We lost ten minutes trying to cover a few blocks, and as soon as we cleared the highway overpass the railroad warning bells sounded and it was a train's turn to delay our forward motion. As bad as these delays were, so early in the trip, once we reached 441 we were obliterated. It never snows here, but we get the snowball effect on a regular basis. Once we fall behind to a certain point, there's no catching up. The time deficit gets larger and larger. Fortunately that's where teamwork comes in, and when my follower caught me at University Drive we did the Sawgrass Shuffle to put some space between us. Again I would have to stay in the seat and keep it moving for the next trip. It meant starting about five minutes down, but I would no longer be down double digits this shift.

The worst of the traffic was now going the opposite direction and I was able to make up a few minutes as we serviced each time point: University Drive, 441, Powerline, US 1 and ultimately Galt Ocean Mile. The Galt is our layover and for the first time in five hours I had a few minutes to get out of the seat.

It felt good to finally be on time when I pulled out for the next trip west. As we approached the last stop on A1A, I spotted a squat, brawny figure desperately running across the street to catch the bus. He dodged impatient cars across the few lanes and made it in time. This was the first time I picked this man up, but I knew him well. It was Ciccio, the artist whose airbrush murals are seen all over town, especially on the east side. He didn't recognize me, probably because my appearance had changed considerably from when we last saw each other years before. Back then, I spent a fair amount of time visiting him almost daily at the site of his most ambitious local project, documenting the progress of his massive mural at Jaco Pastorius Park. That project did not end well and the artist seemed to disappear from the scene not long after. Now here he was in front of me again, in shorts and a white t-shirt smeared with red paint, hyping his friend's new restaurant where he had just run over from. His high strung energy and loquacious sociability were still very much alive, and I didn't want to kill the vibe by telling him who I was and possibly reminding him of a painful time (though it was not my doing). This was enough for me, to see him alive and well and dynamic as ever, telling me about his recent return after a lengthy stay in Costa Rica (naming all the towns), and letting me know to check out Rainmaker microbrewery in the rain forest.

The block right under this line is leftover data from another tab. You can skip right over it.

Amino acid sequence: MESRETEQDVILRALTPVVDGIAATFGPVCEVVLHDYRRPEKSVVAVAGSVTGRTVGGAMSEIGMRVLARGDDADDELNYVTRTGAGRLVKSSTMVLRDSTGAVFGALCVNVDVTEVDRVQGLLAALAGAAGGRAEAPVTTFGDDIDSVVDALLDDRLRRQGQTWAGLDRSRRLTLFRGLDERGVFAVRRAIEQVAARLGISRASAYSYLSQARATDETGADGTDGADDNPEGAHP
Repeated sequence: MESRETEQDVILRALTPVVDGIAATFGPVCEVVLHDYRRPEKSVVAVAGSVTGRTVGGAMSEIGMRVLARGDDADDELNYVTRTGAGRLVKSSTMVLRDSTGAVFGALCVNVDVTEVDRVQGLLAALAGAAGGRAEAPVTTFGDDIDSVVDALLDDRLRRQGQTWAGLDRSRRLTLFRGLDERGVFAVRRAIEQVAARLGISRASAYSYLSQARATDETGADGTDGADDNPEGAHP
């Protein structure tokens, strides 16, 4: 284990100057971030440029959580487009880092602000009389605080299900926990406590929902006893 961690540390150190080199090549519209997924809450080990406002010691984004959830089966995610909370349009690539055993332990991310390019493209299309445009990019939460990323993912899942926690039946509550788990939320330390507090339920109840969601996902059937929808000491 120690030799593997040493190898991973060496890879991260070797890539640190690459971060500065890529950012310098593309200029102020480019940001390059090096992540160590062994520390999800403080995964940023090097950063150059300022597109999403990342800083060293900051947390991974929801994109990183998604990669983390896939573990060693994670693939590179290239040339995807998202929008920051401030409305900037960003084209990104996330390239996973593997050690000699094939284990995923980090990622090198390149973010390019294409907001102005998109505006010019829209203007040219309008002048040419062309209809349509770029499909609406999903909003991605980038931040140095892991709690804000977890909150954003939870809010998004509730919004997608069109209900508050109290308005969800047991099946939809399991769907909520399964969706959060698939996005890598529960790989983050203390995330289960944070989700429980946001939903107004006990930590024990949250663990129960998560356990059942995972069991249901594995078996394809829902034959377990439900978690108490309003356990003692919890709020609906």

There may always be bridges, traffic, and trains to delay us. We may also be late - but the timing is right and we're right where we're supposed to be.


  1. Loved this one! However, be kind to your bladder and the rest of your body. Take a break. Doesn't your Dispatch work with you guys when you're late? Anyway, keep up the good work. You're more patient than I am!

    1. Thanks Deke! Guess I'm just stubborn sometimes...

  2. Thanks for posting this great article and being such a great storyteller. Thanks for putting some positive news about transit out there too.

    1. Thanks for reading, Ryan! I get to spend all day with interesting people, hopefully the stories do right by them.